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Investigation of Microalgae Co-Cultures for Nutrient Recovery and Algal BiomassProduction from Dairy Manure
Published by the American Society of Agricultural and Biological Engineers, St. Joseph, Michigan www.asabe.orgCitation: Applied Engineering in Agriculture. 30(2): 335-342. (doi: 10.13031/aea.30.10151) @2014
Authors: Abraham M. Asmare, Berhanu A. Demessie, Ganti S. Murthy
Keywords: Wastewater, Chlorella vulgaris, Scenedesmus dimorphus, Microalgae coculture, Nitrate removal, Phosphate removal.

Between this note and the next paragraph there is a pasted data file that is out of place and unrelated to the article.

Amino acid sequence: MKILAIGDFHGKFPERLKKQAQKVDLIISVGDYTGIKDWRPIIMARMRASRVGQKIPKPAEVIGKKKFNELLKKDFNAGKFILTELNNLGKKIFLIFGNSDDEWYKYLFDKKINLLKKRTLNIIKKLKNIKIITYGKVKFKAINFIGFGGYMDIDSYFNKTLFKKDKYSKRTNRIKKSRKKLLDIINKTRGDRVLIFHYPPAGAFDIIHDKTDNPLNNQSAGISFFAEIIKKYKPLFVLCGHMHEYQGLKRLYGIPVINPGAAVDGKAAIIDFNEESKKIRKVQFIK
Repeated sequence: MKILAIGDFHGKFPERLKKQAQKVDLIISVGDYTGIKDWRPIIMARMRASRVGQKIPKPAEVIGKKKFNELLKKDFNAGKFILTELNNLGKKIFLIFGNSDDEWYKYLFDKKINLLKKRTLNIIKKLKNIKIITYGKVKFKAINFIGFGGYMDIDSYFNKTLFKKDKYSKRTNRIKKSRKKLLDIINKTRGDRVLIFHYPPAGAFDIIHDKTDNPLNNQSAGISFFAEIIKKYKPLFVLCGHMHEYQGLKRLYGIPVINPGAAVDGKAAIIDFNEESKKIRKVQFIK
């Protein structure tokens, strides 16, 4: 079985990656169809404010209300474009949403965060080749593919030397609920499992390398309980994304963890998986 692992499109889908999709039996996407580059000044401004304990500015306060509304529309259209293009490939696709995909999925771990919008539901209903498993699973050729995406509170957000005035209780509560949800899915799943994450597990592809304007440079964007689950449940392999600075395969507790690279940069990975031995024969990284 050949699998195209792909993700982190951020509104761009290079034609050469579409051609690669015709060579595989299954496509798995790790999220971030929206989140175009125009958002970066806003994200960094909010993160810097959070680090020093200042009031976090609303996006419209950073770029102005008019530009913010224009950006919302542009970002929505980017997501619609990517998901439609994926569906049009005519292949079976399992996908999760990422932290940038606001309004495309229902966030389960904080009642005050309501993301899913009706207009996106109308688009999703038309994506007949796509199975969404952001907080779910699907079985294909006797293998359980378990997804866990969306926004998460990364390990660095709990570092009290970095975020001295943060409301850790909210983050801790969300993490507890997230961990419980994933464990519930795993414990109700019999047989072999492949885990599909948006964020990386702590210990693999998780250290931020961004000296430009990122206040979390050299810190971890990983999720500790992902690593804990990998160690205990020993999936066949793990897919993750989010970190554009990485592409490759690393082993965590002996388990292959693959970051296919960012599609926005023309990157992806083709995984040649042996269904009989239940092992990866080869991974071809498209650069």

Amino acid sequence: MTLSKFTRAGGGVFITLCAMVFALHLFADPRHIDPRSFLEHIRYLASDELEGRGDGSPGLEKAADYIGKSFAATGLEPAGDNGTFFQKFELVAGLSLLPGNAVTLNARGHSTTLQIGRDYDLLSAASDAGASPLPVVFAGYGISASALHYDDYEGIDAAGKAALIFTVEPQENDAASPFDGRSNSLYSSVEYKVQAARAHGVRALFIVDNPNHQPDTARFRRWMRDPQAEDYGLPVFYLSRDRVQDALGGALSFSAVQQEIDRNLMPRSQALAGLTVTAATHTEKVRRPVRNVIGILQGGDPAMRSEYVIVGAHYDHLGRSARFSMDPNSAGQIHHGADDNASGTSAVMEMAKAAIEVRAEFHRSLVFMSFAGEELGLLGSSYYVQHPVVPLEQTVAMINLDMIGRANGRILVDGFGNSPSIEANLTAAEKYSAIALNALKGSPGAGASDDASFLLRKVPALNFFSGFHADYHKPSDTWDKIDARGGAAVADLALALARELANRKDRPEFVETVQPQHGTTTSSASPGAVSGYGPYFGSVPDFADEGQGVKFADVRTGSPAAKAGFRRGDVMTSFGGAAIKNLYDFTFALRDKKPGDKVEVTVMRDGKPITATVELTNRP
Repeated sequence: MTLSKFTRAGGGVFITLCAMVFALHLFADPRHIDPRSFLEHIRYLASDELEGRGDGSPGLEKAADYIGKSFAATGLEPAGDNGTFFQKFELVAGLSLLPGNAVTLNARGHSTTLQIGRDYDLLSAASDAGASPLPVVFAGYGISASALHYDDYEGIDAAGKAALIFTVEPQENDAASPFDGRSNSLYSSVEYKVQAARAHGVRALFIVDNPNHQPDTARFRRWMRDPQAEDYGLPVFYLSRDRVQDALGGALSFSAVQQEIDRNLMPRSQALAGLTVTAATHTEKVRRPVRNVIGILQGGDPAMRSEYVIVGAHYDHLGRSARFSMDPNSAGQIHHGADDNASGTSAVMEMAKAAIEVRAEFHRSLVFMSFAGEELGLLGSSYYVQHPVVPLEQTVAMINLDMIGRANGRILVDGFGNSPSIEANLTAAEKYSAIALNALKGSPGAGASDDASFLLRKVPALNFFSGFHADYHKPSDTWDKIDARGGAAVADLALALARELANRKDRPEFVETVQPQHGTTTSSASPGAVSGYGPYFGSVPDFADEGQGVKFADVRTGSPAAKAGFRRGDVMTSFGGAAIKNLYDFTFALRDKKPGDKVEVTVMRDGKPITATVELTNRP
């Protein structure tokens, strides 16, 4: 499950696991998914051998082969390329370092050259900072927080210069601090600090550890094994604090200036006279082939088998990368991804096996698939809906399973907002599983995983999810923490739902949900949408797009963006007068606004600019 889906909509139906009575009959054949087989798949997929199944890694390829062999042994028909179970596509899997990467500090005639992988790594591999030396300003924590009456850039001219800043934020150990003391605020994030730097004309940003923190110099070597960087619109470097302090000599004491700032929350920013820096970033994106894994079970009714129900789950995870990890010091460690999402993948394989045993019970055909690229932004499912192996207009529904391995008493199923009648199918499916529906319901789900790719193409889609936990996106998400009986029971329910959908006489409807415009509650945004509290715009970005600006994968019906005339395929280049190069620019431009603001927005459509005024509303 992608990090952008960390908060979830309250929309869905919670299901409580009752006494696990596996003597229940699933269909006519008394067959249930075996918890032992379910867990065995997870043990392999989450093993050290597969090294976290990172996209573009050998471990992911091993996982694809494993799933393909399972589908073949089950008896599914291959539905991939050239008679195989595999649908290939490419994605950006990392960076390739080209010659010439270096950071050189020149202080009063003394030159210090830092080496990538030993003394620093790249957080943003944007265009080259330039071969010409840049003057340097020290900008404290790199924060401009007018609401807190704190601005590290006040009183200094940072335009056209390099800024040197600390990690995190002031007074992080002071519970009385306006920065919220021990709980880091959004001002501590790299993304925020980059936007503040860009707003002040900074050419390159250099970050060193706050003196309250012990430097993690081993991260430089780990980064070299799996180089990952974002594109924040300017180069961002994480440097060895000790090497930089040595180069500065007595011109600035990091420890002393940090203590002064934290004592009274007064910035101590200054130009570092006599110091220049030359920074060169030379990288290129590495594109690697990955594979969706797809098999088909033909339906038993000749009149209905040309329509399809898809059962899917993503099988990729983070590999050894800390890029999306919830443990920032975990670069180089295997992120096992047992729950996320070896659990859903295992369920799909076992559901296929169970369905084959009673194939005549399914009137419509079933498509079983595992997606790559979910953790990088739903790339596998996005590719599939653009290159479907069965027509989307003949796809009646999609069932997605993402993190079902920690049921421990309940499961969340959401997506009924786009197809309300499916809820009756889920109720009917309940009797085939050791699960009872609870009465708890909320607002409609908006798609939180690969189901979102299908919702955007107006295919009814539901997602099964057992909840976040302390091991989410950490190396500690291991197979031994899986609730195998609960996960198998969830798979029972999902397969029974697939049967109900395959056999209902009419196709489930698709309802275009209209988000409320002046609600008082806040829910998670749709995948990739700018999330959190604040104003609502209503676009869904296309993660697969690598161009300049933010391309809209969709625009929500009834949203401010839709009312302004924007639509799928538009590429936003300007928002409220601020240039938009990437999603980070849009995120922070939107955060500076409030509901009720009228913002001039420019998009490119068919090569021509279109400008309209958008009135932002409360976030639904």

Average specific growth rates (and biomass concentrations) the S. dimorphus, C. vulgaris, and their coculture were 0.263 d-1 (0.290±0.059 g/L), 0.063 d-1 (0.145±0.011 g/L), and 0.250 d-1 (0.400±0.060 g/L) d-1 at 10% manure, and 0.232 d-1 (0.543±0.149 g/L), 0.234 d-1 (0.364±0.113 g/L), and 0.289 d-1(0.612±0.255 g/L) at 25% manure, respectively. Based on the results it was evident that the strains S. dimorphus and C. vulgaris have different capacities for accumulation of biomass production (S. dimorphus is higher), lipid accumulation (S. dimorphus is higher), chlorophyll (C. vulgaris is higher), total suspended solids (TSS) (C. vulgaris is higher), and volatile suspended solids (VSS) (S. dimorphus is higher). It was found that mixed coculture had higher biomass growth, specific growth rate, and removal efficiency of nitrogen, phosphorous, and TSS for the 25% dairy wastewater. The results were similar for 10% dairy wastewater except for the specific growth rate and nitrogen removal efficiency which were higher for the S. dimorphus monoculture. These capacities can be leveraged in mixed coculture to achieve higher treatment efficiencies compared to monocultures. The results can inform managers of agricultural and municipal wastewater facilities as they make decisions about whether to include algal technology in future upgrades and expansion.